in Chinese belief, complementary factors that help to maintain the equilibrium of world; blank associated with masculine, light, and active qualities; blank associated with feminine, dark, and passive qualities
Kush
Egyptian name for Nubia, region alongside the Nile River south of Egypt, where an indigenous kingdom with its own distinctive institutions and cultural traditions arose beginning in early second millennium B.C.E.; deeply influenced by Egyptian culture and at times under control of Egypt, which coveted its rich deposits of gold and luxury products from sub-Saharan Africa carried up the Nile corridor
Meroe
capitol of flourishing kingdom in southern Nubia from fourth century B.C.E. to fourth century C.E.; in this period Nubian culture shows more independence from Egypt and influence of sub-Saharan Africa
Celts
peoples sharing a common language and culture that originated in central Europe in first half of first millennium B.C.E.
Olmec
first Mesoamerican civilization; between 1200 and 400 B.C.E., blank people of central Mexico created vibrant civilization that included intensive agriculture, wide-ranging trade, ceremonial centers, and monumental construction; had great cultural influence on later Mesopotamian societies
La Venta
most important Olmec center after 900 B.C.E.; developed around same time as San Lorenzo
Tres Zapotes
last dominant Olmec center; rose after La Venta destroyed or collapsed in 600 B.C.E.
San Lorenzo
earliest major Olmec center; 1200-900 B.C.E.;
Chavin
first major urban civilization in South America (900-250 B.C.E.); its capitol, blank de Huantar, located high in Andes Mountains of Peru; became politically and economically dominant in densely populated region that included two distinctive ecological zones, the Peruvian coastal plain and the Andean foothills
Llama
hoofed animal indigenous to Andes Mountains in South America; only domesticated beast of burden in the Americas before arrival of Europeans; provided meat and wool; use of this animal to transport goods made possible specialized production and trade among people in different ecological zones and fostered integration of these zones by Chavin and later Andean states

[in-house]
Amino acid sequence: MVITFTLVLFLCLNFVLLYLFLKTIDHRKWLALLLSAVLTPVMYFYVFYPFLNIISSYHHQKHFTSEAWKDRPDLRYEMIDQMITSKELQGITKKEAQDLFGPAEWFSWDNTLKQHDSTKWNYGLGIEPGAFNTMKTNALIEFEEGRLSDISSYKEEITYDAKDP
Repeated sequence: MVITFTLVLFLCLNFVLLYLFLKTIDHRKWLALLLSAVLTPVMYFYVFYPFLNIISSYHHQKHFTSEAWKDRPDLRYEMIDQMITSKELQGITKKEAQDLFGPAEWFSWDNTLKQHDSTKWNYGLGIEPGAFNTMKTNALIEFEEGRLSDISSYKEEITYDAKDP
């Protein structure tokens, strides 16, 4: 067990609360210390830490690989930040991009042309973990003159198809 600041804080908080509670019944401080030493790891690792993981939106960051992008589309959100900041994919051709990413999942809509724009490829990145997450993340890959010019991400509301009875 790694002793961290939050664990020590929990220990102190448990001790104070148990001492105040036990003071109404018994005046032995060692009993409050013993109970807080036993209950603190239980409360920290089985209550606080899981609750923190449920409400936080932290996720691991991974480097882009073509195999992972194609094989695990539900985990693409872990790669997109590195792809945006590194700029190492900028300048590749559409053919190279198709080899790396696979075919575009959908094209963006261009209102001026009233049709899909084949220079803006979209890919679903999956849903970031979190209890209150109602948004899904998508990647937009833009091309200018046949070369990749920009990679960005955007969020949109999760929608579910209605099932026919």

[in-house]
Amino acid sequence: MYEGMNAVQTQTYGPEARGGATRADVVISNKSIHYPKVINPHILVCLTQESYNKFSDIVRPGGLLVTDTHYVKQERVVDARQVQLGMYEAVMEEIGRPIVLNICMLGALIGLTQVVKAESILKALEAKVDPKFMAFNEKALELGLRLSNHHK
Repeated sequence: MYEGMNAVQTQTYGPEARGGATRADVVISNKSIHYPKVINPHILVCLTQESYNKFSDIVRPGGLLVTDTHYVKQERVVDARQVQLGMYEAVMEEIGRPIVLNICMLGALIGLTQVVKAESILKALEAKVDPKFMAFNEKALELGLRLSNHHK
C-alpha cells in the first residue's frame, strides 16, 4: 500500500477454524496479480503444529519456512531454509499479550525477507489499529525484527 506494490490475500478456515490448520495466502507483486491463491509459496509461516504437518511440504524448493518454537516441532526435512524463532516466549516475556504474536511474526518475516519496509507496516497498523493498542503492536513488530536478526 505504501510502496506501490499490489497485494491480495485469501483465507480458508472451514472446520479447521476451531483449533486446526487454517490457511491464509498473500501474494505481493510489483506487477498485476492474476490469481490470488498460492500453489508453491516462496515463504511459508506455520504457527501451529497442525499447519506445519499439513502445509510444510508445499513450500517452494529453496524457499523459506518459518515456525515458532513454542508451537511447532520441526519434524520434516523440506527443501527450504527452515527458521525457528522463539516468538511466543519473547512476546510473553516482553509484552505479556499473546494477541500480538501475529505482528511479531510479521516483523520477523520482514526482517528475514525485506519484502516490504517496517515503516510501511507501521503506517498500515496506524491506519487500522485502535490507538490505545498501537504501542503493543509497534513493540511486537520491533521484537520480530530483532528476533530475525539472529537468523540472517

Carthage
city located in present-day Tunisia; founded by Phoenicians ca. 800 B.C.E.; became major commercial center and naval power in western Mediterranean until defeated by Rome in third century B.C.E.
Iron Age
historians’ term for period during which iron was primary metal for tools and weapons; advent of iron technologies began at different times in different parts of world
Zagros
The largest mountain range in Iran and Iraq. (Indus Valley in ancient civilization)
Hittites
a people from central Anatolia who established an empire in Anatolia and Syria in Late Bronze Age; with wealth from trade in metals and military power based on chariot forces, the blank vied with New Kingdom Egypt for control of Syria-Palestine before falling to unidentified attackers ca. 1200 B.C.E.
Hatshepsut
queen of Egypt (r. 1473-1458 B.C.E.); dispatched a naval expedition down the Red Sea to Punt, the faraway source of myrrh; there is evidence of opposition to a woman as ruler and after death her name and image were frequently defaced
Akhenaten
Egyptian pharaoh (r. 1353-1335 B.C.E.); built a new capital at Amarna, fostered a new style of naturalistic art, and created a religious revolution by imposing worship on the sun-disk; the Armana letters, largely from his reign, preserve official correspondence with subjects and neighbors
Ramesses II
long-lived ruler of New Kingdom Egypt (r. 1290-1224 B.C.E.); reached an accommodation with the Hittites of Anatolia after standoff in battle at Kadesh in Syria; built on a grand scale throughout Egypt